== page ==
Librarians, here is a possible chance to speak directly to the EEOC about your libraries. And I'll do it for you if you wish to remain anonymous.
Are you working in a sexually hostile environment as a result of unfiltered Internet computers and all the porn being viewed there? Has your management ignored you because American Library Association [ALA] misled them that Internet pornography is a First Amendment right in public libraries? Are you afraid to loss your job for speaking up about the problem? Have you spoken up and been told to shut up or quit? Have you shut up or quit? Now's your chance to have a say, directly to the EEOC.
- "EEOC Seeks Public Input on Proposed Enforcement Guidance on Harassment," EEOC, EEOC, 10 January 2017:
WASHINGTON - The U.S. Equal Employment Opportunity Commission (EEOC) announced today that it has voted to release for public input a proposed enforcement guidance addressing unlawful harassment under the federal employment discrimination laws. The proposed Enforcement Guidance on Unlawful Harassment is available for input until Feb. 9, 2017 at https://www.regulations.gov/docket?D=EEOC-2016-0009.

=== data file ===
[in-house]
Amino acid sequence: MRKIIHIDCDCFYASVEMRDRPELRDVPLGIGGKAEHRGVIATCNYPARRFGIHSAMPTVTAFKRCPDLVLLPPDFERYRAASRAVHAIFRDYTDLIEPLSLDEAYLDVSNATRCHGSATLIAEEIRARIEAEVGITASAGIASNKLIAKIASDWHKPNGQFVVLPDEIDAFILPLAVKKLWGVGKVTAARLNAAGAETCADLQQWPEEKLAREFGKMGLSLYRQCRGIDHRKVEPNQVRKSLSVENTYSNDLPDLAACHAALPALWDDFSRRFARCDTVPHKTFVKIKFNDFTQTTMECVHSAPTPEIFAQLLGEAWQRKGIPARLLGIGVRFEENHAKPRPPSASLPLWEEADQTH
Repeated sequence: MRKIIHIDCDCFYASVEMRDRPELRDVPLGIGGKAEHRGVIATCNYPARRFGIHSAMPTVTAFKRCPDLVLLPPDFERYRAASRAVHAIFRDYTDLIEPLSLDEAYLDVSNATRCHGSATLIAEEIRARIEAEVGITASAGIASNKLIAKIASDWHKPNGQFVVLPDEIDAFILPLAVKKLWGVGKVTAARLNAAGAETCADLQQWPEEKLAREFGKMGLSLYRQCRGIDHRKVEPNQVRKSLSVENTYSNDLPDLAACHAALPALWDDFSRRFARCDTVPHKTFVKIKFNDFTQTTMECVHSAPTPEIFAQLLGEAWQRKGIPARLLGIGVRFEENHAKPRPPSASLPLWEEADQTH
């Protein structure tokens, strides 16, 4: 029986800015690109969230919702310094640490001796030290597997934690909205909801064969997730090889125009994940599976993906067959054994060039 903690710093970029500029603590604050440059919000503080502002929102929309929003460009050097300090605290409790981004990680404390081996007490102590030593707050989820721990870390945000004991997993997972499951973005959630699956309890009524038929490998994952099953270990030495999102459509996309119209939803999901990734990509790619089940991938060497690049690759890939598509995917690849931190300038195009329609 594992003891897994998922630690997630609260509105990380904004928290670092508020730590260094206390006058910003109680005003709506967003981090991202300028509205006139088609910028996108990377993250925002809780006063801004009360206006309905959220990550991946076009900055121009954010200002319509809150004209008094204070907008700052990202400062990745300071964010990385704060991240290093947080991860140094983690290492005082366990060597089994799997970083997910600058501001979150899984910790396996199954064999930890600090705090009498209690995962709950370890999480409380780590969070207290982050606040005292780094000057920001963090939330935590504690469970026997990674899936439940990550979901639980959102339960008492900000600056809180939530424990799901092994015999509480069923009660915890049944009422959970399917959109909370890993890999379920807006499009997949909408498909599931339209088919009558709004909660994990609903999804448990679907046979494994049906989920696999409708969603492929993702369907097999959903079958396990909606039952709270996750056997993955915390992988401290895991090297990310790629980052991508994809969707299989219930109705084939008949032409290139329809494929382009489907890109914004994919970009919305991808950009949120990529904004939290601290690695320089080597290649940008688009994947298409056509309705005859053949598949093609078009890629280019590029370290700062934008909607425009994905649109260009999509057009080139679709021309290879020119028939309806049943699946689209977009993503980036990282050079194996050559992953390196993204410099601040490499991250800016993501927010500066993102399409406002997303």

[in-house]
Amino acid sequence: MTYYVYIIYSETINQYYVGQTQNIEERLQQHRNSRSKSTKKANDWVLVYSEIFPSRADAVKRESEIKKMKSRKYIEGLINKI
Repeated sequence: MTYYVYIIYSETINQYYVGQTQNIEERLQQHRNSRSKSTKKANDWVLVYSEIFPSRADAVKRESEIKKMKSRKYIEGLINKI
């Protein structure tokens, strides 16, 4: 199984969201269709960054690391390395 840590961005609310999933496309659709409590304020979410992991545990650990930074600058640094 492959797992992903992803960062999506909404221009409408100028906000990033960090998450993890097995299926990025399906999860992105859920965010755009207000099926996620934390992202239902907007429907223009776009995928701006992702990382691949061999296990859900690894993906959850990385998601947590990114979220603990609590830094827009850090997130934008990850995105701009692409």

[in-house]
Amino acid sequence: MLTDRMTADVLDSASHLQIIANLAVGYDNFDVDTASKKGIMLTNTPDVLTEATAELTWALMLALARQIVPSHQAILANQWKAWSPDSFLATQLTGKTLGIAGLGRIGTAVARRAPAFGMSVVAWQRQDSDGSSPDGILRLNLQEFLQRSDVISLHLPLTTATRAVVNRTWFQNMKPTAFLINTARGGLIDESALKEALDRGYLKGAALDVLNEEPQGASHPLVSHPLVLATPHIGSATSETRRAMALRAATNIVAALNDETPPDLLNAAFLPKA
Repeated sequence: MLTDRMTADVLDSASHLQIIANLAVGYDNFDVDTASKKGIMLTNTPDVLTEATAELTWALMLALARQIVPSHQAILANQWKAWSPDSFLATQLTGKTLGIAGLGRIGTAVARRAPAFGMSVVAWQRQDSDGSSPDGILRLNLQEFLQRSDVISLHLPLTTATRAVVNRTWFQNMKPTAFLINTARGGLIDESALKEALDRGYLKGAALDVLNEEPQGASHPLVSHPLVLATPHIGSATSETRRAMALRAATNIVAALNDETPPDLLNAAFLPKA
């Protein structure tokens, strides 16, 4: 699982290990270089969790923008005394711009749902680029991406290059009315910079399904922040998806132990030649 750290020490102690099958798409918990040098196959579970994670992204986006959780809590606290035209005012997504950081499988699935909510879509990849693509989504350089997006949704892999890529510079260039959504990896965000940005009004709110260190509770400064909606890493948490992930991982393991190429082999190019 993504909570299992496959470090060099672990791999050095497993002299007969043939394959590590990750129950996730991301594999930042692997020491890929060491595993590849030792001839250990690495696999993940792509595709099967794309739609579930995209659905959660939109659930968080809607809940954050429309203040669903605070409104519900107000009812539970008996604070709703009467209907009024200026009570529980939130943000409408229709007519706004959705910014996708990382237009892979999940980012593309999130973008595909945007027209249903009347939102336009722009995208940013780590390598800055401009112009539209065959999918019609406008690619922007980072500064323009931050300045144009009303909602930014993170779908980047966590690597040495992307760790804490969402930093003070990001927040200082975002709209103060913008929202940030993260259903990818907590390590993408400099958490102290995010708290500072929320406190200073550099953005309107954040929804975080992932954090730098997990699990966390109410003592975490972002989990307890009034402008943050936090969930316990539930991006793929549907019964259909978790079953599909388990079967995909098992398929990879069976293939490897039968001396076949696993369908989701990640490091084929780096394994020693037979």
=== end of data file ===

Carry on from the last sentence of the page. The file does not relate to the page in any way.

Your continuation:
This proposed guidance, which is the product of extensive research, analysis, and deliberation, explains the legal standards applicable to harassment claims under federal employment discrimination laws. The laws enforced by EEOC protect individuals from harassment based on race, color, religion, sex, national origin, disability, age, or genetic information.
"Harassment remains a serious workplace problem that is the concern of all Americans. It is important for employers to understand the actions they can take today to prevent and address harassment in their workplaces," said Chair Jenny R. Yang. "The Commission looks forward to hearing public input on the proposed enforcement guidance."
#EEOC Seeks Public Input on Proposed Enforcement Guidance on #Harassment. Comments accepted thru 2/9/2017. https://t.co/wsAWBJxzde— U.S. EEOC (@EEOCNews) January 19, 2017
- "The Dog Not Barking: Sexual Harassment of Librarians," by Dan Kleinman, Sexual Harassment of Librarians, 8 January 2017.
Should I respond, I'll post my response in a future publication here.
Should anyone wish to respond anonymously, send me what you would like to submit and I'll submit it for you while omitting your identity, contact information, and any substantive information that might identify you.